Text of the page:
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A Ryanair Boeing 737-800 landing. (Photo: AirlineGeeks | William Derrickson)

Ryanair Reports Second Quarter Losses

Ryanair Holdings PLC reported a loss of €185 million for the second quarter of 2020, the first quarter of its fiscal year, on Monday. This is a stark contrast from the same period last year, when the carrier made €243million, the airline announced in a press release.

The loss is attributed to the impact of the ongoing coronavirus pandemic that has brought travel around the globe. EU-imposed travel bans and widespread population contributed to the dropdown and forced Ryanair to ground its fleet for almost four months.

During this period, Europe’s largest budget carrier operated repatriation flights for different EU Governments and flew all-cargo flights across Europe to deliver Personal Protective Equipment (PPE).

Ryanair’s revenue fell by 95% – almost €2.2 million – while passenger traffic dropped 99% to just 500,000 passengers. Passenger demand was at 41.9 million flyers during the same time last year.

However, Ryanair did record it has €3.9 billion in cash.

The pandemic has also seen the closure of some EU airlines that include SunExpress, Level, Flybe and Germanwings.

“During the past 3 months significant work has been undertaken to improve Ryanair’s cost leadership, which is vital if Group airlines are to compete against hugely subsidised flag carriers who will be able to engage in below cost selling for years to come. The Group have negotiated modest pay cuts with our people and their unions that will, hopefully, help to avoid widespread job losses,” the airline’s press release said.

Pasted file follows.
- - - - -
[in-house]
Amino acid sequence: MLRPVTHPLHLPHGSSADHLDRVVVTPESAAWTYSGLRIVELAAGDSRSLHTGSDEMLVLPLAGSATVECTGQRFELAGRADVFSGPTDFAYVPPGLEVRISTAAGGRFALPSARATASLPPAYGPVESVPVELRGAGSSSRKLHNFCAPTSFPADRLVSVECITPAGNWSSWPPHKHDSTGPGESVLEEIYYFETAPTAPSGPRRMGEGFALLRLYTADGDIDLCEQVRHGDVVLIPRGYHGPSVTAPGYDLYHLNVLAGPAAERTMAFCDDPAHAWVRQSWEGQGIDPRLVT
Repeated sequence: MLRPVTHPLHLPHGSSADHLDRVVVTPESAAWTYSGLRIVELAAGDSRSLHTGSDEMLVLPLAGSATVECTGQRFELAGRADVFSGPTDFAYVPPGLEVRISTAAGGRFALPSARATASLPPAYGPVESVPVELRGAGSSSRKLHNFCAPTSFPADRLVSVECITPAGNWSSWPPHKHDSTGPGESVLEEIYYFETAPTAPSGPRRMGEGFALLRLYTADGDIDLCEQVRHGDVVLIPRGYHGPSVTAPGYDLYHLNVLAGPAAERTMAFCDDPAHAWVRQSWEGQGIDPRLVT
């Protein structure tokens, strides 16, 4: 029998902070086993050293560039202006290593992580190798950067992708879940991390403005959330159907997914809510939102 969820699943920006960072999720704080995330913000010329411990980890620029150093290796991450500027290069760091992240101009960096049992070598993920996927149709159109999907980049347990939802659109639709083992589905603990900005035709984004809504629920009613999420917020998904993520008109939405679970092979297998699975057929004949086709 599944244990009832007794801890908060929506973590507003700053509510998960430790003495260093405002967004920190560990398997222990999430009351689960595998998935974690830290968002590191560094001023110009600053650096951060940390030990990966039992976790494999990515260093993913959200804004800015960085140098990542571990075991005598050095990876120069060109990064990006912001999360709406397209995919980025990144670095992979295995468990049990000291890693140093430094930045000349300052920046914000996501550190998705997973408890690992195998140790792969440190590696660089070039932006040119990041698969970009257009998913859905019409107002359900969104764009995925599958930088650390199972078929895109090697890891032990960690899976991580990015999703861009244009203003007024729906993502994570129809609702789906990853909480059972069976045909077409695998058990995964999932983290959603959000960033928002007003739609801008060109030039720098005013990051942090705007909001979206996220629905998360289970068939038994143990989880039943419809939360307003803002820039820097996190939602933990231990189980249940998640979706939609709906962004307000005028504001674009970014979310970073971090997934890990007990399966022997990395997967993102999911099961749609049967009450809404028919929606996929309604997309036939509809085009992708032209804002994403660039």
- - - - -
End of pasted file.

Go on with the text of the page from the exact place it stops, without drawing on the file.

Return to Service

Ryanair Holdings PLC resumed flights across the majority of its network route on July 1. It expects a gradual passenger demand throughout July, August and September.

The group has implemented extensive health guidelines throughout the travel process, especially onboard its aircraft. It aims to provide enhanced safety to both passengers and crew while mitigating the speed of COVID-19.

“Our Route Development teams are working with airports all over Europe who have suffered substantial traffic declines during the Covid-19 crisis. Discussions are ongoing with aircraft suppliers to reduce aircraft lease rates and purchase prices to reflect the new post Covid-19 reality,” Ryanair said in its statement.

Ryanair was due to take delivery of its first Boeing 737 MAX-200 aircraft over a year ago. Boeing hopes for a Q3 2020 return to service for the MAX.

“We remain committed supporters of these ‘gamechanger’ aircraft which have 4% more seats, 16% lower fuel burn and 40% lower noise emissions. These new aircraft will enable the Ryanair Group to grow to 200m passengers p.a. over the next 5 or 6 years while reducing the Group’s cost base and significantly lowering its environmental footprint,” the airline’s press release said.

Ryanair also reports it expects a challenging FY21 amid the second wave of the coronavirus. “It is impossible to predict how long the Covid-19 pandemic will persist, and a 2nd wave of Covid-19 cases across Europe in late autumn (when the annual flu season commences) is our biggest fear right now,” continued the statement.

Victor Shalton
Victor Shalton
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